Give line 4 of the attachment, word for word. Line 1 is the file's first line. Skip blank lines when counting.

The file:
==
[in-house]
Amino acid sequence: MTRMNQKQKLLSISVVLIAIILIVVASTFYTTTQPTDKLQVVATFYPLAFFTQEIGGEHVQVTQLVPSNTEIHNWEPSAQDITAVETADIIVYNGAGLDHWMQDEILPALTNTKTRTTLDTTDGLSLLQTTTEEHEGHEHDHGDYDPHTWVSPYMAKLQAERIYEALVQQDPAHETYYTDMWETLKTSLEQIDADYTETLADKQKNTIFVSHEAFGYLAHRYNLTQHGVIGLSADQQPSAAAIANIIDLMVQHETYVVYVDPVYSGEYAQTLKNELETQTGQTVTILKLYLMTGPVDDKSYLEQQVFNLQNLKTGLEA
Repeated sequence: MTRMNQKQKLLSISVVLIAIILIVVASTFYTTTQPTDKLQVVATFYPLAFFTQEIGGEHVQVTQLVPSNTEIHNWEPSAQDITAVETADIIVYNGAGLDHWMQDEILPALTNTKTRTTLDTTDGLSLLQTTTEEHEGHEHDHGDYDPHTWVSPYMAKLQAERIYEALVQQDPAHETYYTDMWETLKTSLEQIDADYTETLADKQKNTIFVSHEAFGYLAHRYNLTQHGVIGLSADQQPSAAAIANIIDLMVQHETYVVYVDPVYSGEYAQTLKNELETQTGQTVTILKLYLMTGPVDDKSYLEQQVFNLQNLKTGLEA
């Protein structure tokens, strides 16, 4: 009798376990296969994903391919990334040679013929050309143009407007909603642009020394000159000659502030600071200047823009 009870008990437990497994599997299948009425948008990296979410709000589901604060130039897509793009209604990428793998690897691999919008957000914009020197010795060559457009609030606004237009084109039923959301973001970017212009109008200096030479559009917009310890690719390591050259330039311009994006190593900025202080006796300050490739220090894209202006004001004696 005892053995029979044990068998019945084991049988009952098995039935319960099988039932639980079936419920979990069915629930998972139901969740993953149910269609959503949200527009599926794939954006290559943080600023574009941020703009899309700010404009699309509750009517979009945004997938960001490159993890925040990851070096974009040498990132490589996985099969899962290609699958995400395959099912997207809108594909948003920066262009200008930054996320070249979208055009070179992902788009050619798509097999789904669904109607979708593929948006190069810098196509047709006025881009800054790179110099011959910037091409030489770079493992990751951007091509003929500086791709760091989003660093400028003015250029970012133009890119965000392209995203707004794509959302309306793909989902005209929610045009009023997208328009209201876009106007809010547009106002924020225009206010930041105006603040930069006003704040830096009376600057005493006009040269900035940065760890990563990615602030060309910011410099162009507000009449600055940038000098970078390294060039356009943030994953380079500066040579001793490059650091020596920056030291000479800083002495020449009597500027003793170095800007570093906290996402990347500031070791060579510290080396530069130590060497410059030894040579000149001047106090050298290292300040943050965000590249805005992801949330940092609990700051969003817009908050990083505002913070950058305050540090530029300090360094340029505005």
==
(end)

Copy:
């Protein structure tokens, strides 16, 4: 009798376990296969994903391919990334040679013929050309143009407007909603642009020394000159000659502030600071200047823009 009870008990437990497994599997299948009425948008990296979410709000589901604060130039897509793009209604990428793998690897691999919008957000914009020197010795060559457009609030606004237009084109039923959301973001970017212009109008200096030479559009917009310890690719390591050259330039311009994006190593900025202080006796300050490739220090894209202006004001004696 005892053995029979044990068998019945084991049988009952098995039935319960099988039932639980079936419920979990069915629930998972139901969740993953149910269609959503949200527009599926794939954006290559943080600023574009941020703009899309700010404009699309509750009517979009945004997938960001490159993890925040990851070096974009040498990132490589996985099969899962290609699958995400395959099912997207809108594909948003920066262009200008930054996320070249979208055009070179992902788009050619798509097999789904669904109607979708593929948006190069810098196509047709006025881009800054790179110099011959910037091409030489770079493992990751951007091509003929500086791709760091989003660093400028003015250029970012133009890119965000392209995203707004794509959302309306793909989902005209929610045009009023997208328009209201876009106007809010547009106002924020225009206010930041105006603040930069006003704040830096009376600057005493006009040269900035940065760890990563990615602030060309910011410099162009507000009449600055940038000098970078390294060039356009943030994953380079500066040579001793490059650091020596920056030291000479800083002495020449009597500027003793170095800007570093906290996402990347500031070791060579510290080396530069130590060497410059030894040579000149001047106090050298290292300040943050965000590249805005992801949330940092609990700051969003817009908050990083505002913070950058305050540090530029300090360094340029505005």